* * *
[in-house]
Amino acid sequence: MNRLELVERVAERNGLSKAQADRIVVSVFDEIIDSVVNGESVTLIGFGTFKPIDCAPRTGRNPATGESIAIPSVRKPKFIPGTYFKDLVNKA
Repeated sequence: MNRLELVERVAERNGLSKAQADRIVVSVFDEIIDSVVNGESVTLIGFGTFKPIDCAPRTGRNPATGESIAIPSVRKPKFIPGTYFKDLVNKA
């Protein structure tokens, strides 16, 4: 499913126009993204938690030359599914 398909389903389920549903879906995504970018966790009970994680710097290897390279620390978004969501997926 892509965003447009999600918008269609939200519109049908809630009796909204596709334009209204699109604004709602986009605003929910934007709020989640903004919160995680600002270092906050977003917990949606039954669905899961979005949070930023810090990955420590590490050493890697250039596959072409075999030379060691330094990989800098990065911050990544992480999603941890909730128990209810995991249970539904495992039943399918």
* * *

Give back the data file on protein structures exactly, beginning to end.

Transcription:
[in-house]
Amino acid sequence: MNRLELVERVAERNGLSKAQADRIVVSVFDEIIDSVVNGESVTLIGFGTFKPIDCAPRTGRNPATGESIAIPSVRKPKFIPGTYFKDLVNKA
Repeated sequence: MNRLELVERVAERNGLSKAQADRIVVSVFDEIIDSVVNGESVTLIGFGTFKPIDCAPRTGRNPATGESIAIPSVRKPKFIPGTYFKDLVNKA
């Protein structure tokens, strides 16, 4: 499913126009993204938690030359599914 398909389903389920549903879906995504970018966790009970994680710097290897390279620390978004969501997926 892509965003447009999600918008269609939200519109049908809630009796909204596709334009209204699109604004709602986009605003929910934007709020989640903004919160995680600002270092906050977003917990949606039954669905899961979005949070930023810090990955420590590490050493890697250039596959072409075999030379060691330094990989800098990065911050990544992480999603941890909730128990209810995991249970539904495992039943399918």